Laws for the Government of the Lodge

(To be rehearsed at opening the Lodge)

You are to salute one another in a courteous manner, agreeably to the forms established among masons [In a lodge, masons meet as members of the same family, and representative for the time being of all the brethren throughout the world; all prejudices, therefore, on account of religion, country, or private opinion are removed.] you are freely to give such mutual instructions as shall be thought, necessary or expedient, not being overkeen or overhead, without encroaching upon each other, derogating from that respect which is due to a gentleman were he not a mason; for thought as mason we rank as brethren on a level, yet masonry deprives no man of the honour due to his rank or character, but rather adds to his honour, especially if he has deserved well of the fraternity, who always render honour to whom it is due, and avoid ill-manners.

No private committees are to be allowed, or separate conversations encouraged; the Master or Wardens are not to be interrupted, or any brother who is speaking to the Master; but a due respect paid to the Master, and presiding officers.

These laws are to be strictly enforced, that harmony may be preserved, and the business of the lodge carried on with order and regularity.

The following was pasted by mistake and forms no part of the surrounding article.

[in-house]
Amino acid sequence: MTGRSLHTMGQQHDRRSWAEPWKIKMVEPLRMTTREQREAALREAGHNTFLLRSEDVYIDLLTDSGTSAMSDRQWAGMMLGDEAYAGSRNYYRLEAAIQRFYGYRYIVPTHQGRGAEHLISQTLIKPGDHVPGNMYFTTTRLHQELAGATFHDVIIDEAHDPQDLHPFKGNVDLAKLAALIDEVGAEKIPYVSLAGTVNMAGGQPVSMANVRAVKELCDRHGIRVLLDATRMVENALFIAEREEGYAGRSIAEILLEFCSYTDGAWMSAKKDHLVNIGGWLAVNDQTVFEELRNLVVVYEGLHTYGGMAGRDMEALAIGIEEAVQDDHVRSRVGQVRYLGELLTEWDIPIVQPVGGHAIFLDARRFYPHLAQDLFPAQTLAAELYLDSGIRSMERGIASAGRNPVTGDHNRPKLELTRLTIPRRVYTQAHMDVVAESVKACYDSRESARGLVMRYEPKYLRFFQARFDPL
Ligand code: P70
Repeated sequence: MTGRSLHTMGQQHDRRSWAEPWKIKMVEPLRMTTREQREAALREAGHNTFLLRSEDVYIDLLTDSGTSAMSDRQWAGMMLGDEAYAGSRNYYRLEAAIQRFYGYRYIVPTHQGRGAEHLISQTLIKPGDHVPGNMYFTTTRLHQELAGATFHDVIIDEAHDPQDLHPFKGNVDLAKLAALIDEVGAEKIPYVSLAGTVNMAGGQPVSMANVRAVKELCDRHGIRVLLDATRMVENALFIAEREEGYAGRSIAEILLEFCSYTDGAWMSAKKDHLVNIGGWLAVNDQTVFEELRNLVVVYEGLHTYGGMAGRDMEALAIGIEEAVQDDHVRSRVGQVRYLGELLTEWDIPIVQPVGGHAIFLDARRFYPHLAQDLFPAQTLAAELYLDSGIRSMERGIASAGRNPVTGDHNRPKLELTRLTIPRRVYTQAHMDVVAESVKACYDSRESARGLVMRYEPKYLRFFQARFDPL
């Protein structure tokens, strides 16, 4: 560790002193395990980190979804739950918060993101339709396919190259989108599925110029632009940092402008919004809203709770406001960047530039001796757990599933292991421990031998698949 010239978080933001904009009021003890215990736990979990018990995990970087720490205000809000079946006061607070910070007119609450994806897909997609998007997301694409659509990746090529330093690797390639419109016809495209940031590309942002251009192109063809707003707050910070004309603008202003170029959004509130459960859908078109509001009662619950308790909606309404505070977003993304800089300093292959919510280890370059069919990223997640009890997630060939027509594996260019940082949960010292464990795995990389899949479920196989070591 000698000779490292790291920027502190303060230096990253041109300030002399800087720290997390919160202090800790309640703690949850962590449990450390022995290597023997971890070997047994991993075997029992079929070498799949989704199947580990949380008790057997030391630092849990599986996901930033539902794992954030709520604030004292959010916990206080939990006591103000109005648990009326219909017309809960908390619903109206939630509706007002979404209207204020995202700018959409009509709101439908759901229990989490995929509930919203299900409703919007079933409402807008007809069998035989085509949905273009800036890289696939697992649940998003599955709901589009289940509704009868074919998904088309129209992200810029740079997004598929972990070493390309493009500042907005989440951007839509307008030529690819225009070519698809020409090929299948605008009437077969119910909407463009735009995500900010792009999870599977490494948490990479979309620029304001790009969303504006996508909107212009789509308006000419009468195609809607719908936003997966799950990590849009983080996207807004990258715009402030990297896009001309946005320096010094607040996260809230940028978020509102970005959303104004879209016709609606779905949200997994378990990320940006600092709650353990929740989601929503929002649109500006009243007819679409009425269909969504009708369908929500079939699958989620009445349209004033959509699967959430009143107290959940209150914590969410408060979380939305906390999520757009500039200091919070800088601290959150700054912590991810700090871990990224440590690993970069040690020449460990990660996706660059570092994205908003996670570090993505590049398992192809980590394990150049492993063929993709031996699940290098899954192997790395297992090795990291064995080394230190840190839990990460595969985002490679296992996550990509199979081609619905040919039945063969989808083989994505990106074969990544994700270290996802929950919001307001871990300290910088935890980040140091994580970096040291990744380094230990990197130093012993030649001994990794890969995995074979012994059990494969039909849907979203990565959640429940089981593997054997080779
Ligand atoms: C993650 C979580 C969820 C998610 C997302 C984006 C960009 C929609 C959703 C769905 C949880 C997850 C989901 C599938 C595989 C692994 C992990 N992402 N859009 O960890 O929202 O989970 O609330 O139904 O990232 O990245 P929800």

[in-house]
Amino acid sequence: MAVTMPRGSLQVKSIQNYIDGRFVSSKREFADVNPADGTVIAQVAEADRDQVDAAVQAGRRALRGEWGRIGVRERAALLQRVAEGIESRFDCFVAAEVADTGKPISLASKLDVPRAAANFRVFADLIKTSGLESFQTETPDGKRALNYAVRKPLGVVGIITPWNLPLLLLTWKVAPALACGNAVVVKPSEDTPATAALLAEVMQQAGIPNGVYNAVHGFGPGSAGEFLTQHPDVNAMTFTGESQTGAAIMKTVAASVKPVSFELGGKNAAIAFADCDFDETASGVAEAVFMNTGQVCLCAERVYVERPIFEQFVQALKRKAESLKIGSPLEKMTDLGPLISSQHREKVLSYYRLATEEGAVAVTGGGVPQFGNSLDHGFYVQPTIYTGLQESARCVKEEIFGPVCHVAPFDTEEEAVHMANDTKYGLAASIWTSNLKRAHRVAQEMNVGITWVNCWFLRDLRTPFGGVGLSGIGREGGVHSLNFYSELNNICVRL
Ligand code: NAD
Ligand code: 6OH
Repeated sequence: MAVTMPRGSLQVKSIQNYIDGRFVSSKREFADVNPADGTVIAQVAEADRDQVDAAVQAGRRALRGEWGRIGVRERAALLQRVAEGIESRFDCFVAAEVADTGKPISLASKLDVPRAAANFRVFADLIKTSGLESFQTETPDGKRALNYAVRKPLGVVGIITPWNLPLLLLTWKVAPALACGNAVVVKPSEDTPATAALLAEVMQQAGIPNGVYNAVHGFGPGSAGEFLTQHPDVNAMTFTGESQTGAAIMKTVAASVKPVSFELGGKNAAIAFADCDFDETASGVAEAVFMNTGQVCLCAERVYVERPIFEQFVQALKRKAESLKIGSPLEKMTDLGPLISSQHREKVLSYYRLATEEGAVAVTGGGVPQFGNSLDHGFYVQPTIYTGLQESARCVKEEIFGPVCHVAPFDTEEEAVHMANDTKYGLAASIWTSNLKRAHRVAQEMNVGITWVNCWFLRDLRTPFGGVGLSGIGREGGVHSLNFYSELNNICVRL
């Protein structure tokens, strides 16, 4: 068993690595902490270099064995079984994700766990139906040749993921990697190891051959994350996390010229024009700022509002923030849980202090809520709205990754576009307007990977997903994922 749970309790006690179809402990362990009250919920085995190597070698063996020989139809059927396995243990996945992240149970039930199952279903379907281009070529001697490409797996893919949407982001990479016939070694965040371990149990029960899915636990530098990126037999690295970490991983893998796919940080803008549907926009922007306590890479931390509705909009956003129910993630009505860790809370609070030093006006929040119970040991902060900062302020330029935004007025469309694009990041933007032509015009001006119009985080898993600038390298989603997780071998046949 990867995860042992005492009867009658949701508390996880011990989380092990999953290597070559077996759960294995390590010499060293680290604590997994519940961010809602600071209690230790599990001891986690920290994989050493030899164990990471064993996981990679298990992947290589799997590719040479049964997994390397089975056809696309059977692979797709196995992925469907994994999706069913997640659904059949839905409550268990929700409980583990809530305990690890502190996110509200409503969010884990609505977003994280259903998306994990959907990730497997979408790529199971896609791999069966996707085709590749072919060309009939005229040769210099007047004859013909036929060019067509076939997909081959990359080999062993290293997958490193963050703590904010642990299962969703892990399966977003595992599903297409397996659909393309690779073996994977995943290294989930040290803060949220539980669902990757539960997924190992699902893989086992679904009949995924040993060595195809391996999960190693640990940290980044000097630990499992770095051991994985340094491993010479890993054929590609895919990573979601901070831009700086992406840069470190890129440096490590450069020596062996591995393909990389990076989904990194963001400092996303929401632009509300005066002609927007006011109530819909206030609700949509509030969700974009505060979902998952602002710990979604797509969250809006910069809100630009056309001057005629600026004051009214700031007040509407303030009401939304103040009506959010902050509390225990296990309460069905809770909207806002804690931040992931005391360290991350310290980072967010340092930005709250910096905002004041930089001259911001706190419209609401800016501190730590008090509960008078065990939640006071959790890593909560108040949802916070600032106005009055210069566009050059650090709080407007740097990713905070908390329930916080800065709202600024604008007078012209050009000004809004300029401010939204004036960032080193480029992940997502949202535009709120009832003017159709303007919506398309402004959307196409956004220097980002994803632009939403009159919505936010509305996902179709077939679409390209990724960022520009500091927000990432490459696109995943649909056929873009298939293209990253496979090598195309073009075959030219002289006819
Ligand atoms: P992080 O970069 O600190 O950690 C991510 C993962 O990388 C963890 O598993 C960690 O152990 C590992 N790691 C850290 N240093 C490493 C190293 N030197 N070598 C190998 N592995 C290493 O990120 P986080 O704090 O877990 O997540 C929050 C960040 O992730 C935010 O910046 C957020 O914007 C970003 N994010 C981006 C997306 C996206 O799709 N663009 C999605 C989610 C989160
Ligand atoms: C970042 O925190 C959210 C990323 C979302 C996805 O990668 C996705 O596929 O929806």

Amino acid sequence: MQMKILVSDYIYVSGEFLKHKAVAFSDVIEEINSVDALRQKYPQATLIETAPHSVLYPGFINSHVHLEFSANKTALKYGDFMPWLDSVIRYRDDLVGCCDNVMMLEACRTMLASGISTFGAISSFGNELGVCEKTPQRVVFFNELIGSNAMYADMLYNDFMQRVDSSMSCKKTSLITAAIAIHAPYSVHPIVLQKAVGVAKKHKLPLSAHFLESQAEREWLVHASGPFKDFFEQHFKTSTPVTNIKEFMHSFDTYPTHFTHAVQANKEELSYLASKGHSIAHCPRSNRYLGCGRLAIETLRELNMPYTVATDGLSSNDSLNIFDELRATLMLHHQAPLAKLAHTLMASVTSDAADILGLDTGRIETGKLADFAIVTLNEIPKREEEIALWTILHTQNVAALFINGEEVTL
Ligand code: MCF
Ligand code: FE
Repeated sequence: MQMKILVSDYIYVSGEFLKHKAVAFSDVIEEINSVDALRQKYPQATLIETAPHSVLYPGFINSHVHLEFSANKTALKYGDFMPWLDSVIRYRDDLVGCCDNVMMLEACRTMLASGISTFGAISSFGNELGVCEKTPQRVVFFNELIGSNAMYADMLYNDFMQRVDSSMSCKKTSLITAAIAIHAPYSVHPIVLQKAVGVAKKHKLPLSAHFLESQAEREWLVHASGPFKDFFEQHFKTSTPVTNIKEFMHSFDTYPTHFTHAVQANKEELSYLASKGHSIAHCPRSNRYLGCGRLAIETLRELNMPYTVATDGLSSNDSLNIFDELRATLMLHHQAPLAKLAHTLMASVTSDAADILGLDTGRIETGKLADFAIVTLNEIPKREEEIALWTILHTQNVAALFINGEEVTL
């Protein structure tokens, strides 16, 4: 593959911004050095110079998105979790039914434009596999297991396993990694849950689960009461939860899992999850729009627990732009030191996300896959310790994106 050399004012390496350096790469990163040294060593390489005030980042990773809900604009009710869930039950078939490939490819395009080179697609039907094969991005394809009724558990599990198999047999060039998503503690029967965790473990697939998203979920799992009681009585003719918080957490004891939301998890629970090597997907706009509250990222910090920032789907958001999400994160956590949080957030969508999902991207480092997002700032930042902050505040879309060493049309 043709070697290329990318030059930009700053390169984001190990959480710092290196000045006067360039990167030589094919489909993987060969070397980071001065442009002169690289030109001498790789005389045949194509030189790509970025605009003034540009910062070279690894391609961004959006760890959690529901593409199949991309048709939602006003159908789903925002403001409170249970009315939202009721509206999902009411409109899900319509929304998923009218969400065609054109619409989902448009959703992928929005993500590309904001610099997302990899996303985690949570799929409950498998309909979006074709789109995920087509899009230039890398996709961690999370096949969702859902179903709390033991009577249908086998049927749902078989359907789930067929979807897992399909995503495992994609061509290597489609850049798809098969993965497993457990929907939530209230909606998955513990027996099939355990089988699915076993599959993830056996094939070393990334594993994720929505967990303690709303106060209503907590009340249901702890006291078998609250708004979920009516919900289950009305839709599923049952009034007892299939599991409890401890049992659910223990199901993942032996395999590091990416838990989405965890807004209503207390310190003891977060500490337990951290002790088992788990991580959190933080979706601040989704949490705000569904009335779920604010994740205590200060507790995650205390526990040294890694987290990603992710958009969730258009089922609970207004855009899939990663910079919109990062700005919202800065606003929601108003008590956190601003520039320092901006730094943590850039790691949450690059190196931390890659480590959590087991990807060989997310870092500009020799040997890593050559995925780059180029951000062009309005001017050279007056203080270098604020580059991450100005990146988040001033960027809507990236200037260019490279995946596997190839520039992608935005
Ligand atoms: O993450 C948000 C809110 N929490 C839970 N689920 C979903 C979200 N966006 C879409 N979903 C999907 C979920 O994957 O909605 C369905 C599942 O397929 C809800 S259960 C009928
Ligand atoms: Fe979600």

Amen. So mote it be.

Charge on the Behaviour of Masons

(To be rehearsed at closing the Lodge)

When the Lodge is closed, you are to enjoy yourselves with innocent mirth and carefully to avoid excess. You are not to compel any brother to act contrary to his inclination, or to give offence by word or deed, but enjoy a free and easy conversation. You are to avoid immoral and obscene discourse, and at all time support with propriety the dignity of you character.

You are to be cautious in your words and carriage, that the most penetrating stranger may not discover, or find, what is not proper to be intimated; and if necessary, you are to wave a discourse, and manage it prudently, for the honour of the fraternity.

At home. and in your several neighbourhoods, you are to behave as wise and moral men. You are never to communicate to your families, friends or acquaintances, the private transactions of our different assemblies; but upon every occasion to consult your honour, and the reputation of the fraternity at large.